Strong Roots Nebraska and LB357: Growing Nebraska with Sensible Tax Relief


An Independent Analysis of LB357’s Income Tax Reforms

 

By David G. Tuerck, Michael Head, and Frank Conte
The Beacon Hill Institute at Suffolk University
 

 

Executive Summary

To remain competitive in the interstate race for new jobs and investment, the state of Nebraska should examine the strengths and weakness of its current tax system.  Addressing the state’s high marginal income tax rate and its steep corporate tax is one way to improve the economic outlook. An initiative by the Platte Institute for Economic Research named “Strong Roots Nebraska” proposes an incremental tax reform plan that will cut both the personal income tax rate and the corporate income tax rate.[1]

 

Specifically, the proposed tax changes would eliminate income taxes on the first $6,000 of income for a married couple filing jointly, and would ultimately trim Nebraska’s top personal income tax rate from 6.84 percent to 5 percent. Meanwhile, the top corporate income tax rate would drop from 7.81 percent to 5 percent. The plan freezes property tax rates at current levels.

 

Economic modeling is one method to simulate the effects of a proposed change in tax policy on a state’s economy.  Robust models are able to capture the dynamism of an economy rather than a static picture where lower or higher tax revenue is assumed to have no effect on the decisions of consumers and businesses.

 

The Nebraska State Tax Analysis Modeling Program (NE-STAMP®) is a dynamic model, which captures the effects on economic activity of tax rate changes.  NE-STAMP allows The Beacon Hill Institute (BHI) to provide estimates of the effects of changes in state tax law on the state economy.  

 

BHI evaluated the Strong Roots Nebraska plan.   NE-STAMP generated the following results:

 

  • private employment would increase by 600 jobs in 2016, 1,920 in 2019 and 4,050 in 2023;
     
  • state population would increase by 300 people in 2016, 970 in 2019 and 2,000 in 2023;
     
  • an increase in investment of $55 million in 2016, $153 million in 2019 and $528 million in 2023;
     
  • real disposable income would increase by $52 million in 2016, $198 million in 2019 and $500 million in 2023: and
     
  • tax revenues would drop by $33 million in 2016, $125 million in 2019 and $320 million in 2023.

 

Introduction  

 

Endowed with natural beauty, productive farmland, a highly educated workforce and reasonably efficient government, Nebraska should continue to capitalize on its low cost-of-living, low unemployment and low energy costs.  Overall, Nebraska has the basic policies and endowments in place to grow in the future.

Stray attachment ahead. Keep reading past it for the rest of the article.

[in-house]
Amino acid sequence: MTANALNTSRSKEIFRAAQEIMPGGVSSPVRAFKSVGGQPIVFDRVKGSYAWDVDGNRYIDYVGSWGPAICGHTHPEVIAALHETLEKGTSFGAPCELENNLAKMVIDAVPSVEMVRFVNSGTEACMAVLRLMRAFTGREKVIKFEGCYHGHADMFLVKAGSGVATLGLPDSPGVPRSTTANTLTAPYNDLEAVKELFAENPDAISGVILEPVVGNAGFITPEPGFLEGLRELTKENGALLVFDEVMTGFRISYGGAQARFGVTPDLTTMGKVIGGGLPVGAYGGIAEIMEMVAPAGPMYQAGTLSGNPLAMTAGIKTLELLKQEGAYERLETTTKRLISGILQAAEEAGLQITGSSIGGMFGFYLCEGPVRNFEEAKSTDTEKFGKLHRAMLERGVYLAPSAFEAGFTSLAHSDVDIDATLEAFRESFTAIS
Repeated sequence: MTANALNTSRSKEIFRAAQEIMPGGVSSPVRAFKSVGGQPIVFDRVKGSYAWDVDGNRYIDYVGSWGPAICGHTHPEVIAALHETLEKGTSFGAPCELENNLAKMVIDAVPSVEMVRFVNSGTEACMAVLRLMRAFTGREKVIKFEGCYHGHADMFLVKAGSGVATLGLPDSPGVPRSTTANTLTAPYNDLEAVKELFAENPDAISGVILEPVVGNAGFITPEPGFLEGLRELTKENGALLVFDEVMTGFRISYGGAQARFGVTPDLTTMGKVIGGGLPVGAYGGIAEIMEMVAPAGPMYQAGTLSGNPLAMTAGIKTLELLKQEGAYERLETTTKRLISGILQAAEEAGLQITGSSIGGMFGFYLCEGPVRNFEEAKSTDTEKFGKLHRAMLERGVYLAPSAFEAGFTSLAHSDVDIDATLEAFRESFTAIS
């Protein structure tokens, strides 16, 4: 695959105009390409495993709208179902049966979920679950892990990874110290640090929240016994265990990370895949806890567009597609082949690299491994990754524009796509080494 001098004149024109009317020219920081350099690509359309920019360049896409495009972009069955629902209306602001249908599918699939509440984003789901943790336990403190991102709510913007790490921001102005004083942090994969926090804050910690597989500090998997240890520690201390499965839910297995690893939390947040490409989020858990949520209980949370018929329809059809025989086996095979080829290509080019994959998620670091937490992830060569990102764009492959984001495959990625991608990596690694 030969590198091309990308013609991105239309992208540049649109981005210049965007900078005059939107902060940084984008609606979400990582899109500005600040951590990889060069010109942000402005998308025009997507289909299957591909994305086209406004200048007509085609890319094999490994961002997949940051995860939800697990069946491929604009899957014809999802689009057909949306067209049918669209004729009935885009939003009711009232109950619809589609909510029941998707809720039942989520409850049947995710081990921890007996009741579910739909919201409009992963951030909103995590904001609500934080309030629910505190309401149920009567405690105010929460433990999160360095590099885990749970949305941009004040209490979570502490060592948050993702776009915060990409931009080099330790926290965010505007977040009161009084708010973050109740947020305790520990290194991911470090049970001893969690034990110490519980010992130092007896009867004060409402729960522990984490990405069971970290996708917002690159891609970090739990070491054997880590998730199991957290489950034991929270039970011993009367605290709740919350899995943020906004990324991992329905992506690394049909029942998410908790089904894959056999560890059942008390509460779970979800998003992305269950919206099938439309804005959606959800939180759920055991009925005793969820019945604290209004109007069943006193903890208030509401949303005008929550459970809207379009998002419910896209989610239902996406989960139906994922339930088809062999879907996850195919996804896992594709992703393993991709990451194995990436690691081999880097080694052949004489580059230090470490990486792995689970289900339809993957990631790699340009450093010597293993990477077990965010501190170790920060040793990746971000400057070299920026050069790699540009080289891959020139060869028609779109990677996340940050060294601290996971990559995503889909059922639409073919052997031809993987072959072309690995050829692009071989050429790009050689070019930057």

According to the Beacon Hill Institute’s State Competitiveness Index, Nebraska ranks 7th in the nation in its ability to promote economic growth and increase personal income.[2] But the sustainability of this position going forward is not certain.  In a global economy, keeping any advantage will be more difficult as other states and nations compete for labor and investment capital. Today, some government and industry experts worry about Nebraska’s business climate, suggesting that the state is not welcoming to new firms.[3]  

 

Nebraska’s educational system does a good job preparing its students to enter the work force (a large portion of its workforce has more than a high school education and graduates a significant number of science and engineering students).  However, the benefits of those efforts are realized elsewhere. Policymakers are worried about the ability to retain and attract a younger workforce that is now drawn to higher paying jobs in other states.

 

Conceivably, there are several solutions to the problem,  but getting tax policy right is a critical component.  A viable state tax system must be able to raise the revenue that government needs in order to provide public services, while imposing the smallest possible burden on work, saving and investment.  The balancing act between taxation and spending becomes more difficult if other states deploy lower tax regimes combined with some other institutional or natural endowment. Compared to its neighbors, Nebraska has high marginal personal income tax rates. It also heavily relies more on income taxes as a percentage of its own source of revenue compared to the national average.[4] In addition, the corporate tax in Nebraska is among the steepest in the nation.[5]

 

Competition between states for new capital investment is one of the main drivers of tax reform.  Competition is no longer only between states but also between states and foreign nations. Improving the business climate, specifically by raising the return to capital investment, is viewed as the key to economic development.  Over the last 20 years, a variety of state reforms have been adopted, including tax and expenditure limitations and targeted tax cuts. On one side of the policy spectrum, states have also considered tax swaps, under which they would eliminate income taxes and raise sales taxes.  On the other side of the spectrum, some states have earmarked new taxes for education and transportation on the belief that human capital and infrastructure “investment” enable growth. While they are but one determinant of a state’s ability to generate jobs and investments, high taxes can exert a negative influence on growth.  A growing body of literature suggests that taxes and economic growth are more closely related than originally thought.[6]